Overhauling the credit reporting system
Errors on your credit report can have a devastating effect on your life. They not only affect your ability to get a credit card, a loan or a mortgage, but they can also affect your ability to rent property, go to college and get a job. Disputing these errors, and getting your credit repaired, can be a daunting task.
Congresswoman Maxine Waters hopes to change that by introducing the Comprehensive Consumer Credit Reporting Reform Act of 2016. The bill aims to protect consumers from incorrect information and outdated debt listed on their credit reports by shortening the time period that adverse credit information stays on a report from seven to four years, making credit reports more accessible to consumers, and giving the Consumer Financial Protection Bureau broad oversight authority to monitor credit scoring practices.
The bill also proposes:
- Restricting the use of credit checks for employment decisions.
- Giving private education loan borrowers the same right to repair their credit as federal student loan borrowers.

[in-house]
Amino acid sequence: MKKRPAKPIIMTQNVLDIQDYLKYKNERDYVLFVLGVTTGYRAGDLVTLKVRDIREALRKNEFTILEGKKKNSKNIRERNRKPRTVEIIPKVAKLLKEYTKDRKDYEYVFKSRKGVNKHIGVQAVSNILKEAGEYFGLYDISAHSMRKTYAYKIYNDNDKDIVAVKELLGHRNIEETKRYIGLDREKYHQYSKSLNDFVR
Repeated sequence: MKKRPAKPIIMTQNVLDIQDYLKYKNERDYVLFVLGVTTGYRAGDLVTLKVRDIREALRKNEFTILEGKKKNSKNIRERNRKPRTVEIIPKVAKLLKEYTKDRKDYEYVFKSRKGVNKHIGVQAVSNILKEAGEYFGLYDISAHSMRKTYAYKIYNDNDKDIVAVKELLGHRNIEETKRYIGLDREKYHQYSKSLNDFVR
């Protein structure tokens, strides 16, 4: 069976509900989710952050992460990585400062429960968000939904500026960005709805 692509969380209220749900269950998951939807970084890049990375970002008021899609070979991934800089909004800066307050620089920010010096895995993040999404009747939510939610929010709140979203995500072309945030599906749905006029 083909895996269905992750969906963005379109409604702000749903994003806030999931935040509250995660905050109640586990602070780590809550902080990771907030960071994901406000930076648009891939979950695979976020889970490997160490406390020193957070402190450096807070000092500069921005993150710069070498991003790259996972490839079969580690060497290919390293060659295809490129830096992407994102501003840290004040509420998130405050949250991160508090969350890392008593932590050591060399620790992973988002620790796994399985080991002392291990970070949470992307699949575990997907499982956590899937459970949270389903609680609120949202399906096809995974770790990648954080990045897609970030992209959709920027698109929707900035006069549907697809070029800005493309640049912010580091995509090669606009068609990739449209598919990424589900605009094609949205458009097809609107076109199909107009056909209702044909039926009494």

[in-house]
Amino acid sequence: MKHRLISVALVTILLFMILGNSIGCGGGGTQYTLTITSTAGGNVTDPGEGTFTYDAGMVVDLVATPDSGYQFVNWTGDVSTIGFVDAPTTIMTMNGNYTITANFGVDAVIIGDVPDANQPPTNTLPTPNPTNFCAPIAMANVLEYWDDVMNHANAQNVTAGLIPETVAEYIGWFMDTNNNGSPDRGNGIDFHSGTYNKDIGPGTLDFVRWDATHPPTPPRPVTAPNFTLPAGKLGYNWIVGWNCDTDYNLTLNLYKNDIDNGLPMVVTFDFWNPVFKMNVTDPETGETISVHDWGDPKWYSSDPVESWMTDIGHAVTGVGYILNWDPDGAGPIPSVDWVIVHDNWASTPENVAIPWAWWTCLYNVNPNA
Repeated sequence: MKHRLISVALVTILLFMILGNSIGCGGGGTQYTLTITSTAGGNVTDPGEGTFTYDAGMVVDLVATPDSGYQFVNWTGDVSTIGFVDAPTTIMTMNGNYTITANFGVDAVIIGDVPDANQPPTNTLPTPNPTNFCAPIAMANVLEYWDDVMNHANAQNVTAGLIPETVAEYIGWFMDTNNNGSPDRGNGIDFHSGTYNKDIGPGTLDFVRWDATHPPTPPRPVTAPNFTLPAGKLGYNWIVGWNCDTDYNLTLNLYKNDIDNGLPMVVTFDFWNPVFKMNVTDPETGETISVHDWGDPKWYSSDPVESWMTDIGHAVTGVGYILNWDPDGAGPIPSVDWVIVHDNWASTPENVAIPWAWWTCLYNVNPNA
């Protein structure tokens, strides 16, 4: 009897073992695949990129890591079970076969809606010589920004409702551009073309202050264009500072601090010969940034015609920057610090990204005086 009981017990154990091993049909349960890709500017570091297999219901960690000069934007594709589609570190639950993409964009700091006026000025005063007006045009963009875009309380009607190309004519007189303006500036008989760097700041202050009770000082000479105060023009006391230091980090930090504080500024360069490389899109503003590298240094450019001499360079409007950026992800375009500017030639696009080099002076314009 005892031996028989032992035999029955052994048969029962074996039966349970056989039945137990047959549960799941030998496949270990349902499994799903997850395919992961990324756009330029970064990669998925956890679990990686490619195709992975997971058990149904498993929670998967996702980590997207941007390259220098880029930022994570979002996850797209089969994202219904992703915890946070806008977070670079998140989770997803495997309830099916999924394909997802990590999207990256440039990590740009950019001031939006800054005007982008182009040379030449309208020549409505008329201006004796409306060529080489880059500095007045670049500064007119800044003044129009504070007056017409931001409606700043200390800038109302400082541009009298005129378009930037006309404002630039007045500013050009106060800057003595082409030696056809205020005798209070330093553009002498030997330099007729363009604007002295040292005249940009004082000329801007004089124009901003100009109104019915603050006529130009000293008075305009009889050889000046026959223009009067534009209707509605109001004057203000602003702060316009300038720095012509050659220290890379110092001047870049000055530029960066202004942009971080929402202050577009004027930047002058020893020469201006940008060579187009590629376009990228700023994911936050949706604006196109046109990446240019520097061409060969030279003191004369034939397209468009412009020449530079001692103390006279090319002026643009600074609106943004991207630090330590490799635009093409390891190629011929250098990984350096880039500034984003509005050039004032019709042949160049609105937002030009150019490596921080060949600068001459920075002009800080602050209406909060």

- Providing relief to borrowers victimized by predatory mortgage lenders by removing adverse information about loans that resulted from unfair, deceptive or abusive practices.
- Creating a new consumer right to appeal reviews by credit reporting agencies and the furnishers of initial disputes.
- Requiring credit reporting agencies to establish dedicated “dispute” pages on their websites that are free of marketing materials.
- Requiring the removal of paid and settled debts from credit reports within 45 days.
- Shifting the burden of proving the accuracy and completeness of information contained on a credit report from the consumer to credit reporting agencies and creditors.
Waters hopes the legislation will help “overhaul the American credit reporting system so that it is fairer, more accurate, and less confusing for consumers.” Because the bill still needs to make its way through Congress, however, there is no guarantee these proposed changes will be implemented.